Every organ in our pet’s body serves a necessary function, but too often we ignore the importance of the pancreas by feeding inappropriate foods to our dogs and cats. It is commonly reported that overconsumption of fats is the main cause of pancreatitis, and that is most likely true of sudden, acute attacks of pancreatitis. However, feeding high carbohydrate diets for multiple years, to dogs and cats who are carnivores, undoubtedly weakens the pancreas, creating an inflammatory response and damaging to the organ.
Foods & Function
The pancreas performs two main functions:
- Produces the hormone insulin and stores glucose to regulate blood sugar.
- Produces pancreatic enzymes amylase, lipase, and protease that digest carbohydrates, fats and proteins in the digestive tract.
Without a properly functioning pancreas, it is impossible to utilize the foods that are eaten. If the pancreas is severely compromised, even if we feed our pets large amounts of food, we could be watching them waste away, as the food passes through them undigested.
Healthy diets for our dogs and cats consist mainly of raw meats, along with their naturally occurring animal fats. Often, for dogs, a limited number of low-starch vegetables and fruits are added for extra nutritional benefits. Yet today many pet parents exclusively feed their pets kibble diets, high in carbohydrates, which puts an incredible strain on their pet’s pancreas. After years of inappropriate foods, and sometimes in a much shorter time, the pancreas loses its ability to successfully perform its functions.
Stress, Inflammation, & Damage
When the pancreas is stressed, the inflammatory response can be to activate the digestive enzymes before they are sent to the intestines, causing the pancreas to begin self-digestion. No this isn’t a horror movie scenario; it actually may happen in your cat or dog’s body. Eventually those digestive enzymes can leak into the abdomen, damaging the abdominal lining and other nearby organs. This would result in a very serious case of pancreatitis.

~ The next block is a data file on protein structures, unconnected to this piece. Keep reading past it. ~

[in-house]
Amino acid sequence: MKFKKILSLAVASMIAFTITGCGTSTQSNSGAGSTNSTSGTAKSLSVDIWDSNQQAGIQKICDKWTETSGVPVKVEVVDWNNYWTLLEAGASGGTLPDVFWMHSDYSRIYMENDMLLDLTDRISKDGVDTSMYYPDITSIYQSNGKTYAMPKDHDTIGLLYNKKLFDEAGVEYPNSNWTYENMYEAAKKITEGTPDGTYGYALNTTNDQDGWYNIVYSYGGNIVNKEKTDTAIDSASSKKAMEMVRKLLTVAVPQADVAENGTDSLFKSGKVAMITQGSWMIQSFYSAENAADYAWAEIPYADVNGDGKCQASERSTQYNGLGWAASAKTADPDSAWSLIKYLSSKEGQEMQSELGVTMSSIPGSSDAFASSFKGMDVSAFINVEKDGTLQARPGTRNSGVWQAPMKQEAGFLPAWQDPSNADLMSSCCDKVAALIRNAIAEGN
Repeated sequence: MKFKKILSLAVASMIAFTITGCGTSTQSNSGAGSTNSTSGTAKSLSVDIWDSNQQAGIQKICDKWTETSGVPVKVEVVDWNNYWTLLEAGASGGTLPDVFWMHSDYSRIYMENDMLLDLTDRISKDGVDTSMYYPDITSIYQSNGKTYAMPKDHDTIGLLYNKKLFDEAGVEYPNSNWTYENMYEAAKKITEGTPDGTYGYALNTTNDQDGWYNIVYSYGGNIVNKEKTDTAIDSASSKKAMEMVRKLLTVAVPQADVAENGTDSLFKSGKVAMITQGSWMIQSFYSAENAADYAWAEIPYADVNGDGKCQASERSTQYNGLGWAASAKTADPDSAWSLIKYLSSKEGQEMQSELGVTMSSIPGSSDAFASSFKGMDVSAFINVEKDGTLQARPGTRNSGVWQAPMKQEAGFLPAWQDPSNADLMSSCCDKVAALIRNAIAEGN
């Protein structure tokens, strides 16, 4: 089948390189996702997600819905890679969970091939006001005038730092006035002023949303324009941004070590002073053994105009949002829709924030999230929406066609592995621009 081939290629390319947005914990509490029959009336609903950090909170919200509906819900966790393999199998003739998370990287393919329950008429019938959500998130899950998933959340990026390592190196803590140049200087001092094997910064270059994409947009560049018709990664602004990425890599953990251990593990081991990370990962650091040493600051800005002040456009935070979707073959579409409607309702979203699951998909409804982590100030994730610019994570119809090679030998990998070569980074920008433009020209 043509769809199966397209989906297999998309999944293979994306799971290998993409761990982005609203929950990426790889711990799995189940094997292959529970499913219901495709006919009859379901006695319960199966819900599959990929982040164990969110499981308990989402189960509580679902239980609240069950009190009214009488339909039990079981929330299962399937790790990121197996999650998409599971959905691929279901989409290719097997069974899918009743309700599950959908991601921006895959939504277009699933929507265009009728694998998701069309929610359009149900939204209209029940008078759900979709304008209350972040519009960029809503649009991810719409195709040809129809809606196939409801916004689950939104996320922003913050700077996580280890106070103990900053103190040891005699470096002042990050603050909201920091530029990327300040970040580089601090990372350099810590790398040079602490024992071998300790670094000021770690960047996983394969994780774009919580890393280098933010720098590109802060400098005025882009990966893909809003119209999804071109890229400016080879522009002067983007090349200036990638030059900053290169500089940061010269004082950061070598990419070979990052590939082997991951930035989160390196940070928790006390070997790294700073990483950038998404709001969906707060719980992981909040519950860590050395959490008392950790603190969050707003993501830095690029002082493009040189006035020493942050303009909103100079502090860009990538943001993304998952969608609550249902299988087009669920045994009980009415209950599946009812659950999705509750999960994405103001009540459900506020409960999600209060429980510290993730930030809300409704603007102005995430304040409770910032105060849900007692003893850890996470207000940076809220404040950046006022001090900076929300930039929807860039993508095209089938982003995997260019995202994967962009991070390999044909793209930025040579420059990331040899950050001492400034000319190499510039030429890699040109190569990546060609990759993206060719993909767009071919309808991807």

The pancreas is a sensitive organ, easily damaged, slow to heal and absolutely necessary for your pet’s life. Therefore, preventing problems is much smarter than creating pancreatic stress and dealing with the consequences. Here are a few things to avoid:
- diets high in carbohydrates
- poor quality fats and oils used in pet foods
- lack of trace minerals
- sudden consumption of large amounts of fat
- sulfa drugs, seizure drugs, chemotherapy
Does Your Pet Have Other Disorders?
Pets with metabolic disorders such as diabetes, hypothyroidism and Cushing’s disease are especially susceptible to pancreatic stress. Also certain breeds of dogs are more prone to this condition than others: Yorkshire Terriers, Miniature Schnauzers, Miniature Poodles, Cocker Spaniels, Cavalier King Charles Spaniels, Collies, and Boxers. In the cat world Siamese cats are at greater risk.
How To Prevent Pancreatitis in Your Pet?
Pancreatitis is a serious disease and should always be evaluated by a veterinarian. Your pet may need hospitalization or be treated at home, but your vet will be your first line of defense.
Here are a few ways you can provide on-going pancreas support:
- Billberry acts as a powerful antioxidant
- Dandelion Root supports both the liver and the pancreas
- Slippery Elm and Milk Thistle both aid in gastrointestinal function and the addition of digestive enzymes through probiotics will all be helpful
- Getting the proper amount of exercise is also good for your pet’s digestive system and aids in preventing obesity
- One of the most influential change for pancreatic support will be the gradual transition to a raw food diet, high in protein, medium in animal fat and very low in carbohydrates. This is the diet your pet was designed to eat, the diet that will reduce inflammation and keep all systems functioning correctly.
Pancreatitis is a painful and difficult to control disease in dogs and cats that can ultimately be life threatening. If you take your pet’s health seriously, please make every effort to support his or her healthy digestion by providing a complete and balanced raw food diet for your best friend.
By Carol Kendig